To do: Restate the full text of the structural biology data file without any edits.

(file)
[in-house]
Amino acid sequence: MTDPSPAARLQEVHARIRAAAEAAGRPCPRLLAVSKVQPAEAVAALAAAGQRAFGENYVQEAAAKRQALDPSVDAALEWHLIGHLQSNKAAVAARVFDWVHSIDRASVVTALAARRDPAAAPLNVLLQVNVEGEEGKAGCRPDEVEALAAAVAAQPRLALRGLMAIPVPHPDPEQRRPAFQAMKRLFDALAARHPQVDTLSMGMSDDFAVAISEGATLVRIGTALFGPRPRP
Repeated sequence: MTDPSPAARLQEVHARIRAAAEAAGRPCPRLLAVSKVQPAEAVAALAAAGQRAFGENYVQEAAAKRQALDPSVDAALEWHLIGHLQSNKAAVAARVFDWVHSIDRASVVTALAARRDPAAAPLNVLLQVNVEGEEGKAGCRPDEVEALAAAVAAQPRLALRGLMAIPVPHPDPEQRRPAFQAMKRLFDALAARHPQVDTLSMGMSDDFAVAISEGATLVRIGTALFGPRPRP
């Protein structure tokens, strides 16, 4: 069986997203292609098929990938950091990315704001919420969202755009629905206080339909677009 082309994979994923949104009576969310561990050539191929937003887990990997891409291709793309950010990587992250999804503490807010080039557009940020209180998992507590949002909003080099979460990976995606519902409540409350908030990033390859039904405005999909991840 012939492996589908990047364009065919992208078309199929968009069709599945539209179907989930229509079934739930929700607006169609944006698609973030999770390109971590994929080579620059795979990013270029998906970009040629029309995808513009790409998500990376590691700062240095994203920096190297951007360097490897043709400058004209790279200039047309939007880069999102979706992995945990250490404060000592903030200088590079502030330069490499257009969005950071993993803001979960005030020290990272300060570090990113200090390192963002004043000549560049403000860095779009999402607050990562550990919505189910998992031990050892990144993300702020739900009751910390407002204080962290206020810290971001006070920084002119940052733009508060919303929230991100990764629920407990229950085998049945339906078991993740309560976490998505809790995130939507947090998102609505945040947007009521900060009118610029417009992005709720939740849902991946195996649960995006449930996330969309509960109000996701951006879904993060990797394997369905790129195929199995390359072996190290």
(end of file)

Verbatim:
[in-house]
Amino acid sequence: MTDPSPAARLQEVHARIRAAAEAAGRPCPRLLAVSKVQPAEAVAALAAAGQRAFGENYVQEAAAKRQALDPSVDAALEWHLIGHLQSNKAAVAARVFDWVHSIDRASVVTALAARRDPAAAPLNVLLQVNVEGEEGKAGCRPDEVEALAAAVAAQPRLALRGLMAIPVPHPDPEQRRPAFQAMKRLFDALAARHPQVDTLSMGMSDDFAVAISEGATLVRIGTALFGPRPRP
Repeated sequence: MTDPSPAARLQEVHARIRAAAEAAGRPCPRLLAVSKVQPAEAVAALAAAGQRAFGENYVQEAAAKRQALDPSVDAALEWHLIGHLQSNKAAVAARVFDWVHSIDRASVVTALAARRDPAAAPLNVLLQVNVEGEEGKAGCRPDEVEALAAAVAAQPRLALRGLMAIPVPHPDPEQRRPAFQAMKRLFDALAARHPQVDTLSMGMSDDFAVAISEGATLVRIGTALFGPRPRP
């Protein structure tokens, strides 16, 4: 069986997203292609098929990938950091990315704001919420969202755009629905206080339909677009 082309994979994923949104009576969310561990050539191929937003887990990997891409291709793309950010990587992250999804503490807010080039557009940020209180998992507590949002909003080099979460990976995606519902409540409350908030990033390859039904405005999909991840 012939492996589908990047364009065919992208078309199929968009069709599945539209179907989930229509079934739930929700607006169609944006698609973030999770390109971590994929080579620059795979990013270029998906970009040629029309995808513009790409998500990376590691700062240095994203920096190297951007360097490897043709400058004209790279200039047309939007880069999102979706992995945990250490404060000592903030200088590079502030330069490499257009969005950071993993803001979960005030020290990272300060570090990113200090390192963002004043000549560049403000860095779009999402607050990562550990919505189910998992031990050892990144993300702020739900009751910390407002204080962290206020810290971001006070920084002119940052733009508060919303929230991100990764629920407990229950085998049945339906078991993740309560976490998505809790995130939507947090998102609505945040947007009521900060009118610029417009992005709720939740849902991946195996649960995006449930996330969309509960109000996701951006879904993060990797394997369905790129195929199995390359072996190290």